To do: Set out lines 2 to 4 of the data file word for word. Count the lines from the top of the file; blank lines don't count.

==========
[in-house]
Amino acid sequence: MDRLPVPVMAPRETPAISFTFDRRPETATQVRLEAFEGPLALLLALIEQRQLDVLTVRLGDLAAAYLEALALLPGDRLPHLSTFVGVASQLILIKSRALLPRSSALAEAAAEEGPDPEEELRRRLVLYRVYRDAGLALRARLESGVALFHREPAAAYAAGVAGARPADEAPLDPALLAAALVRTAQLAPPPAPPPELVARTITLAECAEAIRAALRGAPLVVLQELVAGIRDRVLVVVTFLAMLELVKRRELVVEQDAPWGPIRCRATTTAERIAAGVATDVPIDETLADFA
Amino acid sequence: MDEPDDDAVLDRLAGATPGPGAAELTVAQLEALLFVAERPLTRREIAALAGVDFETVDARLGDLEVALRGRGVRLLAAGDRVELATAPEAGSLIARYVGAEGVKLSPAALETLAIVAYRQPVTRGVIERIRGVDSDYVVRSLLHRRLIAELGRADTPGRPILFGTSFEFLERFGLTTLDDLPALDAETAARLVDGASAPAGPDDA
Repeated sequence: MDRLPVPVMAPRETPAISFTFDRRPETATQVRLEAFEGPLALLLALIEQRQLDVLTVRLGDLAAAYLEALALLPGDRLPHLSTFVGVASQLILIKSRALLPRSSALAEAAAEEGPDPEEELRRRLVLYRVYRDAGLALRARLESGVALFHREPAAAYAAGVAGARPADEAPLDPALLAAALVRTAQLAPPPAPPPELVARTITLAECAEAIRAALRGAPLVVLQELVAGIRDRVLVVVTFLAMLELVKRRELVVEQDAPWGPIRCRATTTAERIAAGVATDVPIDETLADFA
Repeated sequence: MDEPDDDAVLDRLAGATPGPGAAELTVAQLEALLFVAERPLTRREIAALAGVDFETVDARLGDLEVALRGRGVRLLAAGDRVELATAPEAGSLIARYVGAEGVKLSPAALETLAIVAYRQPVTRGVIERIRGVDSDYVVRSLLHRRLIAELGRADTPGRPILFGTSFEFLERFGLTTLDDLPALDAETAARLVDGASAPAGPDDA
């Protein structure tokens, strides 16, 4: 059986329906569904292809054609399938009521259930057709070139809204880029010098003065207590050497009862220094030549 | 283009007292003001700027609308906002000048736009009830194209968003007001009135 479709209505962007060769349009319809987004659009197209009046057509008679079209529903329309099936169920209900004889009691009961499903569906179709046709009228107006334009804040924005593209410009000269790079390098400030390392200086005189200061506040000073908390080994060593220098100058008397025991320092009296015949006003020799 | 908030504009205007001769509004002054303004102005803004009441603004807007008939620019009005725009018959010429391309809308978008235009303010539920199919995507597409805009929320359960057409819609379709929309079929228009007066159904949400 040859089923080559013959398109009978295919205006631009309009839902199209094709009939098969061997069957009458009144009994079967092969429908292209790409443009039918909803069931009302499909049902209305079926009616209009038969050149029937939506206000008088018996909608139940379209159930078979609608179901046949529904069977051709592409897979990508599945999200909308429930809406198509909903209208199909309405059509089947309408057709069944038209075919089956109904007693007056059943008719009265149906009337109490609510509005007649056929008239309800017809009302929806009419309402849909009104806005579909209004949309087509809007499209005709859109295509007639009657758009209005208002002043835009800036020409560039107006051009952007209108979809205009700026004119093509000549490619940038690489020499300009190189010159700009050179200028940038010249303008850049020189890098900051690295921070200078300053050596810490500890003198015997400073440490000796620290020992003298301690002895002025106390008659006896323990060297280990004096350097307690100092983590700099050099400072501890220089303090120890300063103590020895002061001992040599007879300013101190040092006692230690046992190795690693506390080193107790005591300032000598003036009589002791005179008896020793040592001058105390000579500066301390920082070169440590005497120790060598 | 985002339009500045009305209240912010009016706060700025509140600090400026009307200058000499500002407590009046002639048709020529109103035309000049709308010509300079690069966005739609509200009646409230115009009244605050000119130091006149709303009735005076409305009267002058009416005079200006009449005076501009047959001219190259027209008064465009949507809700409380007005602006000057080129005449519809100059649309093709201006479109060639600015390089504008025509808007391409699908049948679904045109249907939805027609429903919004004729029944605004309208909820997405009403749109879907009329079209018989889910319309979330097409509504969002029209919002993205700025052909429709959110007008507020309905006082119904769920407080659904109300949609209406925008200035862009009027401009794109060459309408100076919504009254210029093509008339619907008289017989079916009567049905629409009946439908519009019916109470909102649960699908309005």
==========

Amino acid sequence: MDRLPVPVMAPRETPAISFTFDRRPETATQVRLEAFEGPLALLLALIEQRQLDVLTVRLGDLAAAYLEALALLPGDRLPHLSTFVGVASQLILIKSRALLPRSSALAEAAAEEGPDPEEELRRRLVLYRVYRDAGLALRARLESGVALFHREPAAAYAAGVAGARPADEAPLDPALLAAALVRTAQLAPPPAPPPELVARTITLAECAEAIRAALRGAPLVVLQELVAGIRDRVLVVVTFLAMLELVKRRELVVEQDAPWGPIRCRATTTAERIAAGVATDVPIDETLADFA
Amino acid sequence: MDEPDDDAVLDRLAGATPGPGAAELTVAQLEALLFVAERPLTRREIAALAGVDFETVDARLGDLEVALRGRGVRLLAAGDRVELATAPEAGSLIARYVGAEGVKLSPAALETLAIVAYRQPVTRGVIERIRGVDSDYVVRSLLHRRLIAELGRADTPGRPILFGTSFEFLERFGLTTLDDLPALDAETAARLVDGASAPAGPDDA
Repeated sequence: MDRLPVPVMAPRETPAISFTFDRRPETATQVRLEAFEGPLALLLALIEQRQLDVLTVRLGDLAAAYLEALALLPGDRLPHLSTFVGVASQLILIKSRALLPRSSALAEAAAEEGPDPEEELRRRLVLYRVYRDAGLALRARLESGVALFHREPAAAYAAGVAGARPADEAPLDPALLAAALVRTAQLAPPPAPPPELVARTITLAECAEAIRAALRGAPLVVLQELVAGIRDRVLVVVTFLAMLELVKRRELVVEQDAPWGPIRCRATTTAERIAAGVATDVPIDETLADFA